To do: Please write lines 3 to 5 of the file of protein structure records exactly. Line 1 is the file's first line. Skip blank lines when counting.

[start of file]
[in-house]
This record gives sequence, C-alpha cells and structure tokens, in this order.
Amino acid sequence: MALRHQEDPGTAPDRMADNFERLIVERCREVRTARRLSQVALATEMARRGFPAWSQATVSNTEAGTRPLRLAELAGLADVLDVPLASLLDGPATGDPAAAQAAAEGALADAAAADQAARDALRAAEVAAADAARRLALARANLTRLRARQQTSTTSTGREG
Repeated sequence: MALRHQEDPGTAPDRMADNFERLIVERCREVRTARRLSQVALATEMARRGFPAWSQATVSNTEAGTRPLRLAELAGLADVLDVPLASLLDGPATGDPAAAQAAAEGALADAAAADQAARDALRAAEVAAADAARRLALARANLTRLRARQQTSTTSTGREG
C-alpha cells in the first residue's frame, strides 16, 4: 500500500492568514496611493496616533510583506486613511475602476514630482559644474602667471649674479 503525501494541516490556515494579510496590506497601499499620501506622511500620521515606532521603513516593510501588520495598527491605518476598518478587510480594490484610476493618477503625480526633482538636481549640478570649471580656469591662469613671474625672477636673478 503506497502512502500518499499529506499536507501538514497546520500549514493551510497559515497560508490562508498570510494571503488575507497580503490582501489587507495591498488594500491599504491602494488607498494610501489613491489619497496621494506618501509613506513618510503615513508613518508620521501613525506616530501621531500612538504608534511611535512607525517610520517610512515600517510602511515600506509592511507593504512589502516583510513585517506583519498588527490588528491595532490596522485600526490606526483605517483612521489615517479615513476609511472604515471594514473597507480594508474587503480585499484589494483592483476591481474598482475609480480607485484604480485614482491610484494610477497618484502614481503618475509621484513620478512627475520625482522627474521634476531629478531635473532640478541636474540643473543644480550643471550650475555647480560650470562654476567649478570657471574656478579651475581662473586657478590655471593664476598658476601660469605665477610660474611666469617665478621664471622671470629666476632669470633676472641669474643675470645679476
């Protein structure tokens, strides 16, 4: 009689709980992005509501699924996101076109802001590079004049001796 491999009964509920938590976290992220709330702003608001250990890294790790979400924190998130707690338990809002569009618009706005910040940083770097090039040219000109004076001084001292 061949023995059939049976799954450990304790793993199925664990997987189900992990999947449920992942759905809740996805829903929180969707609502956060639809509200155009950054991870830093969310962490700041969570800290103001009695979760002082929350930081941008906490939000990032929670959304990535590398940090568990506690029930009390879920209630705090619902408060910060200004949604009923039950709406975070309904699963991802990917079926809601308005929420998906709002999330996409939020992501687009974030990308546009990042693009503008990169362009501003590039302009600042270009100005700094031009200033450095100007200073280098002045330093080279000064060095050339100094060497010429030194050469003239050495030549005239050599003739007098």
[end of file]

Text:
Amino acid sequence: MALRHQEDPGTAPDRMADNFERLIVERCREVRTARRLSQVALATEMARRGFPAWSQATVSNTEAGTRPLRLAELAGLADVLDVPLASLLDGPATGDPAAAQAAAEGALADAAAADQAARDALRAAEVAAADAARRLALARANLTRLRARQQTSTTSTGREG
Repeated sequence: MALRHQEDPGTAPDRMADNFERLIVERCREVRTARRLSQVALATEMARRGFPAWSQATVSNTEAGTRPLRLAELAGLADVLDVPLASLLDGPATGDPAAAQAAAEGALADAAAADQAARDALRAAEVAAADAARRLALARANLTRLRARQQTSTTSTGREG
C-alpha cells in the first residue's frame, strides 16, 4: 500500500492568514496611493496616533510583506486613511475602476514630482559644474602667471649674479 503525501494541516490556515494579510496590506497601499499620501506622511500620521515606532521603513516593510501588520495598527491605518476598518478587510480594490484610476493618477503625480526633482538636481549640478570649471580656469591662469613671474625672477636673478 503506497502512502500518499499529506499536507501538514497546520500549514493551510497559515497560508490562508498570510494571503488575507497580503490582501489587507495591498488594500491599504491602494488607498494610501489613491489619497496621494506618501509613506513618510503615513508613518508620521501613525506616530501621531500612538504608534511611535512607525517610520517610512515600517510602511515600506509592511507593504512589502516583510513585517506583519498588527490588528491595532490596522485600526490606526483605517483612521489615517479615513476609511472604515471594514473597507480594508474587503480585499484589494483592483476591481474598482475609480480607485484604480485614482491610484494610477497618484502614481503618475509621484513620478512627475520625482522627474521634476531629478531635473532640478541636474540643473543644480550643471550650475555647480560650470562654476567649478570657471574656478579651475581662473586657478590655471593664476598658476601660469605665477610660474611666469617665478621664471622671470629666476632669470633676472641669474643675470645679476